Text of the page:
On 27 March at 0545, the Task Force moved toward Ruppertshofen, reaching the town by 0830 where it regrouped. By 1300, Nastatten had been secured and the TF was across the Muhl River. Over the next four days, units of the TF overcame resistance varying from light to heavy, blown bridges and road blocks, all the while collecting hundreds of prisoners, to take numerous small towns and on the 31st the entire TF was continuing to clear the woods west of Butzbach. On 1 April, the Task Force was disbanded, having taken 1485 prisoners and advancing 76 miles.[13] Companies A and C, with combat teams from the 87th ID, had continued to advance along the flanks of the Task Force. Armored thrusts had moved well to the east of the Division's advance leaving it in the rear areas.

On 3 April, Co. A was attached to the 6th Cavalry Group and joined them at Huhlbach. On the 4th, the battalion with Companies B and C moved to assembly areas in the vicinity of Ronshausen with the 345th and 346th IR's. Company A was relieved from attachment to the 6th Cav. Group and rejoined the battalion. The following day the 87th went back on the offensive. All three companies moved to the vicinity of Oberschonau with the infantry regiments. Task Force Sundt was reconstituted at Tambach on the 10th and again divided into three companies. With clearance from the 89th Infantry Division to move through their area to the north, the TF proceeded northwest through Ohrdruf and Arnstadt. They then turned south back into the 87th's sector, cutting behind the enemy lines. The first opposition, heavy direct and artillery fire, was met at Trassdorf, SE of Arnstadt. Before Trassdorf could be taken, new orders were received directing the TF to head east through Stadtilm to Rudolstadt. Meanwhile, Co. A with the 347th IR was advancing in the southern part of the Division's zone, eventually meeting determined resistance at Cottendorf. After a TD was hit and set afire, Sgt. Dominic Karr evacuated a wounded man under small arms and artillery fire. Lt. Grant W. Claymore rescued two more men from the burning TD, earning a Distinguished Service Cross for his heroism.[14] By evening, the TF and the three IR's held a line generally from just outside Stadtilm southwest to Angstedt, a distance of seven miles.

The 607th TD Bn crossing the Saale River at Saalfeld, Germany, April, 1945

An attack on Stadtilm was initiated on 12 April by the 1st and 2nd companies of the task force along with units of the 346th IR. The speed of the attack resulted in a bridge across the Ilm River being captured and the town was taken. The two companies continued moving east towards Rudolstadt, where they began meeting resistance, but by nightfall the southwest part of town had been taken. The next day, with the assistance of the 346th IR, the attack continued with the goal of capturing an intact bridge across the Saale River but this was not to be. All bridges had been blown so they raced towards Saalfeld, again finding the same conditions. A bridgehead was established and on the 14th the task force crossed the newly erected treadway bridge and headed east towards Peuschen, meeting resistance a few miles west of the town. After losing an M-8 and crew to bazooka fire, the town was taken and the task force bivouaced for the night in Wernburg. Meanwhile, 607th Companies A and C continued to advance with the infantry regiments behind the task force companies, with Co. A moving through Schmorda to Moxa and Co. C crossing the bridge at Weissen, then advancing a few miles before darkness.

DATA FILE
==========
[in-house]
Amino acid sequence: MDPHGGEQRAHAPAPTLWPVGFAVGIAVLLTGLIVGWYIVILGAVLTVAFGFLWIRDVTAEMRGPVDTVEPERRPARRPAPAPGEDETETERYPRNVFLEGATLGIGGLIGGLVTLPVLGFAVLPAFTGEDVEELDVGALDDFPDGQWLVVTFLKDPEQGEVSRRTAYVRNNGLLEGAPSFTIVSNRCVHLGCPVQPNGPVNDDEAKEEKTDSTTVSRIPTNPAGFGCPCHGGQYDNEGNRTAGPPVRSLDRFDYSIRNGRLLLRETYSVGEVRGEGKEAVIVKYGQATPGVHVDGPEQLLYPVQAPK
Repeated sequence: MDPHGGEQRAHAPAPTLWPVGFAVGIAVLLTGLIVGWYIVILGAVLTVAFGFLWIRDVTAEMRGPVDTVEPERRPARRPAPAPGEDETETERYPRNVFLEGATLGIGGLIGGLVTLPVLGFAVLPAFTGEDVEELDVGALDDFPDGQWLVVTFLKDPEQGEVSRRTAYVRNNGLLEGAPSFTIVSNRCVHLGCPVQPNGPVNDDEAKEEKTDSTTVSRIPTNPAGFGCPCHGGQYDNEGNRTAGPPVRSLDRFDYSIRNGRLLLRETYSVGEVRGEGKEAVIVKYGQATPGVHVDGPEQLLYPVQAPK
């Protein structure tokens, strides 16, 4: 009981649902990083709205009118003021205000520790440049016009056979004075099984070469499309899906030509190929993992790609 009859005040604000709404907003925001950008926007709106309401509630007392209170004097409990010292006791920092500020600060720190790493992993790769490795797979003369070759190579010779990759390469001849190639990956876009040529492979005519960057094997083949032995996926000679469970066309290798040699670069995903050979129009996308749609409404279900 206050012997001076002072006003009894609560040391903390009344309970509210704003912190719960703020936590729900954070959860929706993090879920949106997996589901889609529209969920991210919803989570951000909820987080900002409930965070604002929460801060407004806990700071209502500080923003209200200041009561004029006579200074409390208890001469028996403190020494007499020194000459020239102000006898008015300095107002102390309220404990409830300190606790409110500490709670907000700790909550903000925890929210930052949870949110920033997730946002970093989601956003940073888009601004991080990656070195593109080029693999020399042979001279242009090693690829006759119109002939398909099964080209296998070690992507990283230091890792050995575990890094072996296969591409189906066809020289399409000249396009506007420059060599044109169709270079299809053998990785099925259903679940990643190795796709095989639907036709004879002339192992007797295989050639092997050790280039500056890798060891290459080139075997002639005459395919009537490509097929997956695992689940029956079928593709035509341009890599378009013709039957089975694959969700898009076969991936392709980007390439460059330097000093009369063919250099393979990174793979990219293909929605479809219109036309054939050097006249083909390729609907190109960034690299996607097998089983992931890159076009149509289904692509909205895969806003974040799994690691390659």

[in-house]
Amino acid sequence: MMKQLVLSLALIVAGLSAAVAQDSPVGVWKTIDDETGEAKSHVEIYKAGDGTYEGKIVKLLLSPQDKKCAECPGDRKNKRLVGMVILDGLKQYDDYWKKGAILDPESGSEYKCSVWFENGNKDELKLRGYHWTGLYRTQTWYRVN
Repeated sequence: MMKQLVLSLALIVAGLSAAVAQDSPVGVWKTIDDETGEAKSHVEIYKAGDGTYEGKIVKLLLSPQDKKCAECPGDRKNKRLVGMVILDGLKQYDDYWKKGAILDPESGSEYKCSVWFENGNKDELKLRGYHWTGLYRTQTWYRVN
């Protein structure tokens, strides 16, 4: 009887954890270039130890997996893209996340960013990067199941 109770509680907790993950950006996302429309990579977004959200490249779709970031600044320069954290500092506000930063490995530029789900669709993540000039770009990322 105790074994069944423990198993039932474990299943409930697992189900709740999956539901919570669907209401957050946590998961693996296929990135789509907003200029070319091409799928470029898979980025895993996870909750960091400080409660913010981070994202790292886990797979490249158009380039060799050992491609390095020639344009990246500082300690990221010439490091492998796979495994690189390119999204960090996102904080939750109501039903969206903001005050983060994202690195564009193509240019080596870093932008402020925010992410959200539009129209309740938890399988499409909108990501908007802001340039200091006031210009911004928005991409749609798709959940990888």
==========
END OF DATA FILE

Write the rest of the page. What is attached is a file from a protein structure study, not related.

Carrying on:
The next day the task force continued to move eastward, passing through numerous small towns against light resistance. With the 2nd company in the lead, they intercepted a sizeable enemy force moving from Langenbuch on foot and in wagons. Joined by 1st Company, all the enemy were killed, captured or dispersed. The two companies moved east to Thierbach where heavy resistance was encountered and they stopped for the night. The next morning, the Burgermeister was contacted and surrender of the town and garrison was requested on threat of destruction. The request was refused. While directing operations against a heavily defended roadblock in the center of town, Capt. J. Laverne Nicklas, Commander of 2nd Company, was killed by a sniper. The Task Force companies pulled back from the town and 1st Company destroyed Thierbach with direct fire, taking seventy five prisoners, including a colonel.[15] Units of Co. A, with part of the 347th Infantry Regiment advanced through more small towns and were able to seize a bridge over the Weisse-Elster River in Plauen. They then drove through Plauen to Oelsnitz, meeting no resistance but firing on fleeing Germans. Co. C seized the bridge at Elsterberg, destroying an 88mm anti-tank gun, and secured the high ground east of town.